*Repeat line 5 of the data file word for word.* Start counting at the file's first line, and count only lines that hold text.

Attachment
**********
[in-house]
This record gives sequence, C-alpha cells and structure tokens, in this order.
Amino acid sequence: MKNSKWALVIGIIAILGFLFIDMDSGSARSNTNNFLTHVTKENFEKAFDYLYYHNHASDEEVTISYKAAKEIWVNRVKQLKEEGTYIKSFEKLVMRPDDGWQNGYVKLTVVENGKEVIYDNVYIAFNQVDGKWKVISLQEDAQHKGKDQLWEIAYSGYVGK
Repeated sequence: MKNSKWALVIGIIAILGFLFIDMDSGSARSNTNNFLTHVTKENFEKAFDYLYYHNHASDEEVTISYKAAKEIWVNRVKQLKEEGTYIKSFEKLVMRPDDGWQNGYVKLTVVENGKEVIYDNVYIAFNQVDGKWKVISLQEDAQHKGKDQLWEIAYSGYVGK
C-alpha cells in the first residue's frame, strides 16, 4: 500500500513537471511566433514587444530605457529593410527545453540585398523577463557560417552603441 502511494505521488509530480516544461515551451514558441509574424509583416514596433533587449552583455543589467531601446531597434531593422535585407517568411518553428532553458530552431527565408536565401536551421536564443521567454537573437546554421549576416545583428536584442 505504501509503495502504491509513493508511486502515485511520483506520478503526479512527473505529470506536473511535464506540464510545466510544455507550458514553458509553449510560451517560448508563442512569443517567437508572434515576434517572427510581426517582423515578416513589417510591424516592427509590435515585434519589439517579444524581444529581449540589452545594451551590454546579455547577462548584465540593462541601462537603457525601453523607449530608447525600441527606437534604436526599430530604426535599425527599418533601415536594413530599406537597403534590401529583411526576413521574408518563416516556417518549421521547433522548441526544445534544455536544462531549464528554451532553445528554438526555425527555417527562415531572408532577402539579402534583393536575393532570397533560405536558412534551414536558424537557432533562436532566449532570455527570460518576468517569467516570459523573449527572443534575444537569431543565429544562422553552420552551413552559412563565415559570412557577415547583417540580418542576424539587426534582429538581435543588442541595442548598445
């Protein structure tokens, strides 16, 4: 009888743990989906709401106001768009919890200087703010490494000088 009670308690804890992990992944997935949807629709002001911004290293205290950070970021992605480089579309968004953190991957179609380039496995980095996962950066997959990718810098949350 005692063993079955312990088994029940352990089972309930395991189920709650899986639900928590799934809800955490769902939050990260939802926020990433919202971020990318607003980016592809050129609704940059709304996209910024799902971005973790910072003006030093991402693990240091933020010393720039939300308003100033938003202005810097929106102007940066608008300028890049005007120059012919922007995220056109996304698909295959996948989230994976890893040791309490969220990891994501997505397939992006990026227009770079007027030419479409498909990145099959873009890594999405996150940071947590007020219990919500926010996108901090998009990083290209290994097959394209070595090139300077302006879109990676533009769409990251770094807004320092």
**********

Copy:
C-alpha cells in the first residue's frame, strides 16, 4: 500500500513537471511566433514587444530605457529593410527545453540585398523577463557560417552603441 502511494505521488509530480516544461515551451514558441509574424509583416514596433533587449552583455543589467531601446531597434531593422535585407517568411518553428532553458530552431527565408536565401536551421536564443521567454537573437546554421549576416545583428536584442 505504501509503495502504491509513493508511486502515485511520483506520478503526479512527473505529470506536473511535464506540464510545466510544455507550458514553458509553449510560451517560448508563442512569443517567437508572434515576434517572427510581426517582423515578416513589417510591424516592427509590435515585434519589439517579444524581444529581449540589452545594451551590454546579455547577462548584465540593462541601462537603457525601453523607449530608447525600441527606437534604436526599430530604426535599425527599418533601415536594413530599406537597403534590401529583411526576413521574408518563416516556417518549421521547433522548441526544445534544455536544462531549464528554451532553445528554438526555425527555417527562415531572408532577402539579402534583393536575393532570397533560405536558412534551414536558424537557432533562436532566449532570455527570460518576468517569467516570459523573449527572443534575444537569431543565429544562422553552420552551413552559412563565415559570412557577415547583417540580418542576424539587426534582429538581435543588442541595442548598445